Tools are only as good as their users, and this should be your guiding philosophy as the world shifts to a hybrid work model. It’s great to define and implement essential security controls and tools but if they aren’t backed up by the workforce, you could be in for a bumpy ride.
Research suggests a worrying 62% of remote employees do not follow security protocols closely. And that’s only half of it. Think of all the logistical and monitoring challenges posed by hybrid working environments. You may have some employees working remotely, some from your office, and if you have rotational shifts, you will have employees working throughout the day and night. This makes building a security-first culture tricky.
You will need to devise a comprehensive cyber security strategy that involves and empowers your hybrid workforce. Here are some key components to include:
In a hybrid work model, you will have employees spread over multiple locations, working together online. Some may use less secure home internet connections for work while others may use personal devices to get the job done. That’s why it is critical to upgrade your security systems, tools and controls to make sure they match the demands of a hybrid environment.
This means going truly perimeter-less and investing in cloud-based SaaS applications, secure VPNs, identity and access management tools, patch management applications, unified endpoint management systems, and backup and recovery solutions. Quintech can advise you on the options most suited to the needs of your business.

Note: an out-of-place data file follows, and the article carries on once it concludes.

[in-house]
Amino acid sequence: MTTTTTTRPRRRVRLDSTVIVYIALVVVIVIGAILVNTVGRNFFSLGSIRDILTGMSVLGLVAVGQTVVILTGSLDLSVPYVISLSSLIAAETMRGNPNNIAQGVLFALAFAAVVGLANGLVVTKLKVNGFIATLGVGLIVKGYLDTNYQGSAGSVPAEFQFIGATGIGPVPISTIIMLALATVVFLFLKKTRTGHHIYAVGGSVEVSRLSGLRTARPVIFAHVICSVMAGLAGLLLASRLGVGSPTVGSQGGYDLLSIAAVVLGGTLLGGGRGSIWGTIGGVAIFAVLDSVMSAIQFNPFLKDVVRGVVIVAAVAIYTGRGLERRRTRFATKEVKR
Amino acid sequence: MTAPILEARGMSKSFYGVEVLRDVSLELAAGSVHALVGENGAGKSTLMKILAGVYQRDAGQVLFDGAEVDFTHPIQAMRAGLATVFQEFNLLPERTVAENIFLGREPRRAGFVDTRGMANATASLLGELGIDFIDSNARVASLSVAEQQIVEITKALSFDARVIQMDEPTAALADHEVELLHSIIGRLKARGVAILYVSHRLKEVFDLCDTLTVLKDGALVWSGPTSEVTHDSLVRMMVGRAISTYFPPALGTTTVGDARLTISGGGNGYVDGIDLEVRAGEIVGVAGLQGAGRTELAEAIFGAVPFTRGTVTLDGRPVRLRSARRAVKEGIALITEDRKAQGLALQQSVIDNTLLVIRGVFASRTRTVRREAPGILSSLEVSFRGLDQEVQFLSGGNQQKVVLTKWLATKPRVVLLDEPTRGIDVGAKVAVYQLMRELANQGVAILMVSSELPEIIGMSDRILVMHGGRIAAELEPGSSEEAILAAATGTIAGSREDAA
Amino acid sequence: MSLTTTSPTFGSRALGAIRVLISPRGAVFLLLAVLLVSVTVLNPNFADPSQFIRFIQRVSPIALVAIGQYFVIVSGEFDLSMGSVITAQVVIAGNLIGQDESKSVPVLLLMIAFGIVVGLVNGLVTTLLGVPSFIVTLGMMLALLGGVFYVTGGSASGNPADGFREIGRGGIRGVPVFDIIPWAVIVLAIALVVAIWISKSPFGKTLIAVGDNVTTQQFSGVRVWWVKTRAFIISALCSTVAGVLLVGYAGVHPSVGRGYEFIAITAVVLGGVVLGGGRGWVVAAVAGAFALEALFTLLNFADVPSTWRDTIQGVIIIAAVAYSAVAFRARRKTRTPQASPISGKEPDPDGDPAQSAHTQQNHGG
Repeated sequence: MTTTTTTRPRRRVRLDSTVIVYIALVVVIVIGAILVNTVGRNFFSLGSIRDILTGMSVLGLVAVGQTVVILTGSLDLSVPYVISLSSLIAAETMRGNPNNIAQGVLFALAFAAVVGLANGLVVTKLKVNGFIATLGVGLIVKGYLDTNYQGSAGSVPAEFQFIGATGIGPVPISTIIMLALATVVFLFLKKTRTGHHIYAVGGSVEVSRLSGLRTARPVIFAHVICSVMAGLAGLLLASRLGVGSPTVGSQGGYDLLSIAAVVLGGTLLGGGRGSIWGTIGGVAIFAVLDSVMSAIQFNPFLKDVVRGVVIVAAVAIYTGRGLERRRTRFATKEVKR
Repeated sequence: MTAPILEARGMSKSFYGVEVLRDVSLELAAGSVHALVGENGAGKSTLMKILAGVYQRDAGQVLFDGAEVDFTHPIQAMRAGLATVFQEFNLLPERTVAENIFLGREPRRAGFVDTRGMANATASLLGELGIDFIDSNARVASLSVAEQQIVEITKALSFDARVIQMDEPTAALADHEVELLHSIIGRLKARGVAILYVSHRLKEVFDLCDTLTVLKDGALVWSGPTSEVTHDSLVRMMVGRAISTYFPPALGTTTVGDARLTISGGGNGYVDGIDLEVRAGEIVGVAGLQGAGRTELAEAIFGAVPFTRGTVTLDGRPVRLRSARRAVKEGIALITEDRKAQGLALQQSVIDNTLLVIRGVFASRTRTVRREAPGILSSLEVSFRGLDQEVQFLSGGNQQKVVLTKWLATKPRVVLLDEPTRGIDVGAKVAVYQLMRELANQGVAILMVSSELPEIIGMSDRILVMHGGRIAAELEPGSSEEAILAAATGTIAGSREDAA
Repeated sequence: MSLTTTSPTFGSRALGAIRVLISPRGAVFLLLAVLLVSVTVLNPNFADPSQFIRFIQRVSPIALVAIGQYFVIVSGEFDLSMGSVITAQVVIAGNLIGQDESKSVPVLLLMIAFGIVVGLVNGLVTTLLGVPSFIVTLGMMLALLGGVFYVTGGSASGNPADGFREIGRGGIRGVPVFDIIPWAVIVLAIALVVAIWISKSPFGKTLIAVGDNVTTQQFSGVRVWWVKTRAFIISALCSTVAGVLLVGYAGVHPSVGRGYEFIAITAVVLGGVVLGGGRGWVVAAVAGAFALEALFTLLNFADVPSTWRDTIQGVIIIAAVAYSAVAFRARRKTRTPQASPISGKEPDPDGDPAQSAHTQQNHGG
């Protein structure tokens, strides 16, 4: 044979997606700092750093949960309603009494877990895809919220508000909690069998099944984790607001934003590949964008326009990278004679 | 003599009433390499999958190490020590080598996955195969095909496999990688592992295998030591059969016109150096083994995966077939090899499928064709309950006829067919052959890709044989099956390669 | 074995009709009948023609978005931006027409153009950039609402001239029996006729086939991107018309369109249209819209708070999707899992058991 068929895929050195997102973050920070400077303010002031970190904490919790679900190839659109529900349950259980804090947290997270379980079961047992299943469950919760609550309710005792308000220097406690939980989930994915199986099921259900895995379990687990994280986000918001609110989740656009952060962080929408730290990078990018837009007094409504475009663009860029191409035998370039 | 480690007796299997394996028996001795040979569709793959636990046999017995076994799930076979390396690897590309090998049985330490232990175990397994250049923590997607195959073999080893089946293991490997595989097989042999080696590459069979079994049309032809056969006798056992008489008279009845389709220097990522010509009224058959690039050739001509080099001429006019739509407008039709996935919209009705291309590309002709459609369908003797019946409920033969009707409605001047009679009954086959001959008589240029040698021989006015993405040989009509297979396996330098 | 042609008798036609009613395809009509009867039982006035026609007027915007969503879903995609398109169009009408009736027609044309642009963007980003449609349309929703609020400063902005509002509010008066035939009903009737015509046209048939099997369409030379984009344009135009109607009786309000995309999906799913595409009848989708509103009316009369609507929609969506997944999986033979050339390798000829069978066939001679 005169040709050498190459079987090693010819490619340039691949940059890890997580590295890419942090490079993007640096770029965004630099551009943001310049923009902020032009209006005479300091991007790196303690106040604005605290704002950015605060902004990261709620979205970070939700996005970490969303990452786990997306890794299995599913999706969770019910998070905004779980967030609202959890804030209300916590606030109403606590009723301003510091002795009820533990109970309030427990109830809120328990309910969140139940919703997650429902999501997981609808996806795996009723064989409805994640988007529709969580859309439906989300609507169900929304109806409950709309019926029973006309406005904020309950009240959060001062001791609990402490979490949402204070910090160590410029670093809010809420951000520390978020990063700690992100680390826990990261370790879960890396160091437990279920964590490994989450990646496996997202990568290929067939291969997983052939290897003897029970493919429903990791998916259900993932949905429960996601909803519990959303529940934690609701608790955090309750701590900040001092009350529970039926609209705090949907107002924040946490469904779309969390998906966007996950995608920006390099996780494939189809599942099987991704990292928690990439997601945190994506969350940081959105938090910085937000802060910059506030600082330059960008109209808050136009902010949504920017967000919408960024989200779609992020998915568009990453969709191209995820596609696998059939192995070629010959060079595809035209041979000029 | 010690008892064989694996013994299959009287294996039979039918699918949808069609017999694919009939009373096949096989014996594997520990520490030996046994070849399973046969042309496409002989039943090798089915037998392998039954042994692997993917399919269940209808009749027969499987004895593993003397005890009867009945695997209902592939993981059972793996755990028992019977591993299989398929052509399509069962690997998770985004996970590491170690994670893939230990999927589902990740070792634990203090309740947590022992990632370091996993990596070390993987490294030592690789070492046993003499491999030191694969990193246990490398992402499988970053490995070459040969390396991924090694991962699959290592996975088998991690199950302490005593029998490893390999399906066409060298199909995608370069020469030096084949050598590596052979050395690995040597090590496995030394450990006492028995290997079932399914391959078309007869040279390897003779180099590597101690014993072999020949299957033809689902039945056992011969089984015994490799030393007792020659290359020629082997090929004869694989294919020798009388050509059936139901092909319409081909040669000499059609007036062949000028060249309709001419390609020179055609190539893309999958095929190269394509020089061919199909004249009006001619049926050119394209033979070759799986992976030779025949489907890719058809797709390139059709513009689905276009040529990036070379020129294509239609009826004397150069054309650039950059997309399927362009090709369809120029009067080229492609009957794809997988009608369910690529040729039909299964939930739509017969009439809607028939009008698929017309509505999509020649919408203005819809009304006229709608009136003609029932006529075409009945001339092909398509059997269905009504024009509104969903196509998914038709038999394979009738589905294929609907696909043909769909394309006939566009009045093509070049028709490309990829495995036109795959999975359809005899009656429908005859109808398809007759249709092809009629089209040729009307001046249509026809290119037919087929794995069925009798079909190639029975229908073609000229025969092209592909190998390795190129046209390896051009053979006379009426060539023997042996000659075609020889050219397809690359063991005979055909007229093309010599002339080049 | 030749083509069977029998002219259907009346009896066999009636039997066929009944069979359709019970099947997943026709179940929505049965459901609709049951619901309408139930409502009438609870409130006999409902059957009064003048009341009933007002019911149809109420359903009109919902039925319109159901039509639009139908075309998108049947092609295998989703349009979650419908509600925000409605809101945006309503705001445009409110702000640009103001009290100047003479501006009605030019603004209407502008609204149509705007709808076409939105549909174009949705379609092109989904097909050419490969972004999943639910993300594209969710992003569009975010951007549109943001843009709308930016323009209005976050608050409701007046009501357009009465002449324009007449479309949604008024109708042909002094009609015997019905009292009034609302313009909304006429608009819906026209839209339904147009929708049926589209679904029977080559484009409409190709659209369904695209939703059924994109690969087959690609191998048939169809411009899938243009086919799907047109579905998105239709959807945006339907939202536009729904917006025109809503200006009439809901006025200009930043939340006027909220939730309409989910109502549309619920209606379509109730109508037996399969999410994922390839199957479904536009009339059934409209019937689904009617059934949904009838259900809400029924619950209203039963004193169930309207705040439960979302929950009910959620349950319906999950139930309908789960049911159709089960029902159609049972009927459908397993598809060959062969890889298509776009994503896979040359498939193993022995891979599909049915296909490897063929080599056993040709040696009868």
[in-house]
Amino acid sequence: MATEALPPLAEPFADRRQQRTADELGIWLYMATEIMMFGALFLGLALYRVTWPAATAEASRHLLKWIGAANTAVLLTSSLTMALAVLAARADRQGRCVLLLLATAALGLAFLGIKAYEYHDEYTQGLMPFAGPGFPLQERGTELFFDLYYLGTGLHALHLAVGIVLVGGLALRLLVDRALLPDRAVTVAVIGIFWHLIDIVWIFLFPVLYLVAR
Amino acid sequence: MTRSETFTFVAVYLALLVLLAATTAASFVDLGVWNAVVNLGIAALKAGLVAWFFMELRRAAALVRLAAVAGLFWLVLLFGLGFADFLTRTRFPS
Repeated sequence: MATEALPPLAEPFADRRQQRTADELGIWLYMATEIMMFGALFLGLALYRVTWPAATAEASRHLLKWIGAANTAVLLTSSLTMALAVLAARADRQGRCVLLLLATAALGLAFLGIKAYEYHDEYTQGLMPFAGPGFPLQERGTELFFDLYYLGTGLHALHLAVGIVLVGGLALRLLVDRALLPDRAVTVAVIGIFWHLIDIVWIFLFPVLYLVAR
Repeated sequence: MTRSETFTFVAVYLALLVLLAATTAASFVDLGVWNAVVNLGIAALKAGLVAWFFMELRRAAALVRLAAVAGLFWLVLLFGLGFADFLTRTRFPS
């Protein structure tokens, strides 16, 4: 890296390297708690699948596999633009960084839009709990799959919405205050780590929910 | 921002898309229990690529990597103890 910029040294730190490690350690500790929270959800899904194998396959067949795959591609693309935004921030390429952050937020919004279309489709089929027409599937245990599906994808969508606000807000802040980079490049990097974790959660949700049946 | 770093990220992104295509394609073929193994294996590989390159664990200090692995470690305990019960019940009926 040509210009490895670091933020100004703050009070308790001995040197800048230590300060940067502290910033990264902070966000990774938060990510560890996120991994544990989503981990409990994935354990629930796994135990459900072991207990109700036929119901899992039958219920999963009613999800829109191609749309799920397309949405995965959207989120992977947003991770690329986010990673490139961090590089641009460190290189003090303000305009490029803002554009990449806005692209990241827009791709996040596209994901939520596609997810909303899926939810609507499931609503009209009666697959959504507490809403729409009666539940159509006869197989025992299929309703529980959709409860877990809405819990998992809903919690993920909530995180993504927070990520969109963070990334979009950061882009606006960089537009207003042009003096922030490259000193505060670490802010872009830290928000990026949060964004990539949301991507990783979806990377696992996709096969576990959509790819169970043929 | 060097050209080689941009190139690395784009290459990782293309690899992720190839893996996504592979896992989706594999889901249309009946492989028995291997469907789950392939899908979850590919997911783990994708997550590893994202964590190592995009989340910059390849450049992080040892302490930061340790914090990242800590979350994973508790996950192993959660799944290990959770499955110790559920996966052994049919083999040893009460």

Make sure the application you choose supports Zero Trust architecture. Zero Trust is a strategic approach to cyber security that ensures every attempt to access company networks and systems must be verified first, whether within your network perimeter or outside it. To provide an enhanced level of control over what software is running on our clients’ endpoints and servers, Quintech has partnered with Threatlocker. Threatlocker is a low management, fast to deploy application whitelisting and ringfencing solution that blocks ransomware, viruses and other software-based threats. You can find more information here.
Documented policies and procedures
If your security policies and procedures are not clearly documented, you will struggle to enforce them. Your staff may not know what steps are involved or what the purpose of the whole process is. There will be no buy-in from their side. For instance, if you don’t have an Acceptable Use Policy in place your employees may end up using their devices for non-work purposes.
Identify critical IT policies and procedures like change management, remote access and incident response. Then, have all of them documented and shared with the relevant teams and members of staff. Remember to keep the files up to date and in an easily accessible, central location, using a secure platform such as MyGlue. This will make it easier to enforce policies. Employees will know what is expected of them and why. Finally, make sure policies are regularly reviewed and make changes if needed.